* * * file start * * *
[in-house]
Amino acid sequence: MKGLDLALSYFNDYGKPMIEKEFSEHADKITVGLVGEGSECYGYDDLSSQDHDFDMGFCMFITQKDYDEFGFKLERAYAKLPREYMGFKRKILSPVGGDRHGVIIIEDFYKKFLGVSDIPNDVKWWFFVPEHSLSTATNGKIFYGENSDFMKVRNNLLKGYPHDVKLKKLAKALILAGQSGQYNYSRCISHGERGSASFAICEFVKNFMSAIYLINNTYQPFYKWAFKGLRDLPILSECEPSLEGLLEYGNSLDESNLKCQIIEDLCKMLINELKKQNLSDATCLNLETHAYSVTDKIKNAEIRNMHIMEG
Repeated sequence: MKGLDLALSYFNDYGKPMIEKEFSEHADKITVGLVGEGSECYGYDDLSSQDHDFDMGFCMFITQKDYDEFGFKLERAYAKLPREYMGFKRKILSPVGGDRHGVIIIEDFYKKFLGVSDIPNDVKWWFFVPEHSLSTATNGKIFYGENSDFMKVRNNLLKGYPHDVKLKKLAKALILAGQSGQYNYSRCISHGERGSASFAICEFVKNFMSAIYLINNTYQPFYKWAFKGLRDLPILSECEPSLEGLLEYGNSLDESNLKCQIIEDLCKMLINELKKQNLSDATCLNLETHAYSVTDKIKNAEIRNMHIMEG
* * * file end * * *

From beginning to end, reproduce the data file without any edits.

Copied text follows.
[in-house]
Amino acid sequence: MKGLDLALSYFNDYGKPMIEKEFSEHADKITVGLVGEGSECYGYDDLSSQDHDFDMGFCMFITQKDYDEFGFKLERAYAKLPREYMGFKRKILSPVGGDRHGVIIIEDFYKKFLGVSDIPNDVKWWFFVPEHSLSTATNGKIFYGENSDFMKVRNNLLKGYPHDVKLKKLAKALILAGQSGQYNYSRCISHGERGSASFAICEFVKNFMSAIYLINNTYQPFYKWAFKGLRDLPILSECEPSLEGLLEYGNSLDESNLKCQIIEDLCKMLINELKKQNLSDATCLNLETHAYSVTDKIKNAEIRNMHIMEG
Repeated sequence: MKGLDLALSYFNDYGKPMIEKEFSEHADKITVGLVGEGSECYGYDDLSSQDHDFDMGFCMFITQKDYDEFGFKLERAYAKLPREYMGFKRKILSPVGGDRHGVIIIEDFYKKFLGVSDIPNDVKWWFFVPEHSLSTATNGKIFYGENSDFMKVRNNLLKGYPHDVKLKKLAKALILAGQSGQYNYSRCISHGERGSASFAICEFVKNFMSAIYLINNTYQPFYKWAFKGLRDLPILSECEPSLEGLLEYGNSLDESNLKCQIIEDLCKMLINELKKQNLSDATCLNLETHAYSVTDKIKNAEIRNMHIMEG